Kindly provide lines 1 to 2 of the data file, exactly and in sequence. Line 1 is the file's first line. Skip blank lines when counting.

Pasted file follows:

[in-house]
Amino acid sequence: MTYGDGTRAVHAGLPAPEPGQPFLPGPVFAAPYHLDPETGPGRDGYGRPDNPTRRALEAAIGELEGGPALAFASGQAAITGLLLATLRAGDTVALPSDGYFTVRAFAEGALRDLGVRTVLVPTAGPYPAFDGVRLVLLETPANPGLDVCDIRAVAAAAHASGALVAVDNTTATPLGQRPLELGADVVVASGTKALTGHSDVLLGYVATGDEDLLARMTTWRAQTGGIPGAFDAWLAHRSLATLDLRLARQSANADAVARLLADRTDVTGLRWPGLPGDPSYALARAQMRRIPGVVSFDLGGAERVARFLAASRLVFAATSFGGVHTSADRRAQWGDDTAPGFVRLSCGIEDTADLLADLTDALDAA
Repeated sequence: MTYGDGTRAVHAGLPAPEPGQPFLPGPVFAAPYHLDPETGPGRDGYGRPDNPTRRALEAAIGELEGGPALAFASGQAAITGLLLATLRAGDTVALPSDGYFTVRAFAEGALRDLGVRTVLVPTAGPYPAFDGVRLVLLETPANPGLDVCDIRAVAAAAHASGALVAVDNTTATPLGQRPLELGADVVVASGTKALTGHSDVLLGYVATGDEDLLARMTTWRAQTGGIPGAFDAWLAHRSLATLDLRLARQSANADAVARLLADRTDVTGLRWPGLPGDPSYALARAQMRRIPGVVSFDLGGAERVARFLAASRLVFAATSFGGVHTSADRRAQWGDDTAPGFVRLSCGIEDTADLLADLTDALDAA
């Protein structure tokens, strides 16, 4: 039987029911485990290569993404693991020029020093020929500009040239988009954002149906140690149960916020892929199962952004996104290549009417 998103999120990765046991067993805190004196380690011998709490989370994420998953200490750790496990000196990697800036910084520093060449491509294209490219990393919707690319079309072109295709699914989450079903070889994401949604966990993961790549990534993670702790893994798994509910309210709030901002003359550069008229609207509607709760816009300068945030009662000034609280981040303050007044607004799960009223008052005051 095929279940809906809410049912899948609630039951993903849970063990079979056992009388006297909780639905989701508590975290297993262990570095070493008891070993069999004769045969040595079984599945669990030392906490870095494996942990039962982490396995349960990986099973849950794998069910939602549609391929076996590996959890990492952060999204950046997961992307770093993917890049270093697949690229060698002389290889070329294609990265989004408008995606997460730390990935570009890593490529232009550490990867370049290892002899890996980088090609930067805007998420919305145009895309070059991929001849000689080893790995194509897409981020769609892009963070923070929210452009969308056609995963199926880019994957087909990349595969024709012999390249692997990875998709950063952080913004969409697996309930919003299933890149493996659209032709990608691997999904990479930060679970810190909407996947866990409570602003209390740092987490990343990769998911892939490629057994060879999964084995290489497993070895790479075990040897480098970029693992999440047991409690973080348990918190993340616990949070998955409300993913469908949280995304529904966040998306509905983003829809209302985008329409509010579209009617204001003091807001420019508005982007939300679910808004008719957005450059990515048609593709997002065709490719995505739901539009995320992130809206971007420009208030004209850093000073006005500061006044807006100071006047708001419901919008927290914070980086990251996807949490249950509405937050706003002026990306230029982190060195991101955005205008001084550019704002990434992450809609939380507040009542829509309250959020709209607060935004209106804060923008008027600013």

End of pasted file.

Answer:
[in-house]
Amino acid sequence: MTYGDGTRAVHAGLPAPEPGQPFLPGPVFAAPYHLDPETGPGRDGYGRPDNPTRRALEAAIGELEGGPALAFASGQAAITGLLLATLRAGDTVALPSDGYFTVRAFAEGALRDLGVRTVLVPTAGPYPAFDGVRLVLLETPANPGLDVCDIRAVAAAAHASGALVAVDNTTATPLGQRPLELGADVVVASGTKALTGHSDVLLGYVATGDEDLLARMTTWRAQTGGIPGAFDAWLAHRSLATLDLRLARQSANADAVARLLADRTDVTGLRWPGLPGDPSYALARAQMRRIPGVVSFDLGGAERVARFLAASRLVFAATSFGGVHTSADRRAQWGDDTAPGFVRLSCGIEDTADLLADLTDALDAA